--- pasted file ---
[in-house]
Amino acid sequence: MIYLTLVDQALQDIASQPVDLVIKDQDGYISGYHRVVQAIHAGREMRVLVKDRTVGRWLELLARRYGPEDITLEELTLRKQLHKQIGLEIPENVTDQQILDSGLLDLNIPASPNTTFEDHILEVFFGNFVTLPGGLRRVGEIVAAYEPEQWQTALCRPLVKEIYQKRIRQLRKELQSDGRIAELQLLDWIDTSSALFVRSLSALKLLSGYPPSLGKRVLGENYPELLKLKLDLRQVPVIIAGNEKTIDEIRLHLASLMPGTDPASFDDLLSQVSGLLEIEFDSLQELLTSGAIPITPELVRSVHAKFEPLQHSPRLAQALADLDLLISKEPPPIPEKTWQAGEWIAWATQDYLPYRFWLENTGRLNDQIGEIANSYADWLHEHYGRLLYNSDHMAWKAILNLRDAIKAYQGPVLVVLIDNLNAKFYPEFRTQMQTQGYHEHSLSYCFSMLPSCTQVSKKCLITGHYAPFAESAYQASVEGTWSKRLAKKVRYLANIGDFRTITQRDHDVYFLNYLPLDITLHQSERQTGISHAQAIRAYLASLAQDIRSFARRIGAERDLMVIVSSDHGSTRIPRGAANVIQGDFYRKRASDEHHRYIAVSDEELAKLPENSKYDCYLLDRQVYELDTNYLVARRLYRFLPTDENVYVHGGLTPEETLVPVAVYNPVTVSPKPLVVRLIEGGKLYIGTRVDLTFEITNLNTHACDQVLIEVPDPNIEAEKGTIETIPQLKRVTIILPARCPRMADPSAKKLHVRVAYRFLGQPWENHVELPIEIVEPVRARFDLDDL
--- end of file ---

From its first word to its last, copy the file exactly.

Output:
[in-house]
Amino acid sequence: MIYLTLVDQALQDIASQPVDLVIKDQDGYISGYHRVVQAIHAGREMRVLVKDRTVGRWLELLARRYGPEDITLEELTLRKQLHKQIGLEIPENVTDQQILDSGLLDLNIPASPNTTFEDHILEVFFGNFVTLPGGLRRVGEIVAAYEPEQWQTALCRPLVKEIYQKRIRQLRKELQSDGRIAELQLLDWIDTSSALFVRSLSALKLLSGYPPSLGKRVLGENYPELLKLKLDLRQVPVIIAGNEKTIDEIRLHLASLMPGTDPASFDDLLSQVSGLLEIEFDSLQELLTSGAIPITPELVRSVHAKFEPLQHSPRLAQALADLDLLISKEPPPIPEKTWQAGEWIAWATQDYLPYRFWLENTGRLNDQIGEIANSYADWLHEHYGRLLYNSDHMAWKAILNLRDAIKAYQGPVLVVLIDNLNAKFYPEFRTQMQTQGYHEHSLSYCFSMLPSCTQVSKKCLITGHYAPFAESAYQASVEGTWSKRLAKKVRYLANIGDFRTITQRDHDVYFLNYLPLDITLHQSERQTGISHAQAIRAYLASLAQDIRSFARRIGAERDLMVIVSSDHGSTRIPRGAANVIQGDFYRKRASDEHHRYIAVSDEELAKLPENSKYDCYLLDRQVYELDTNYLVARRLYRFLPTDENVYVHGGLTPEETLVPVAVYNPVTVSPKPLVVRLIEGGKLYIGTRVDLTFEITNLNTHACDQVLIEVPDPNIEAEKGTIETIPQLKRVTIILPARCPRMADPSAKKLHVRVAYRFLGQPWENHVELPIEIVEPVRARFDLDDL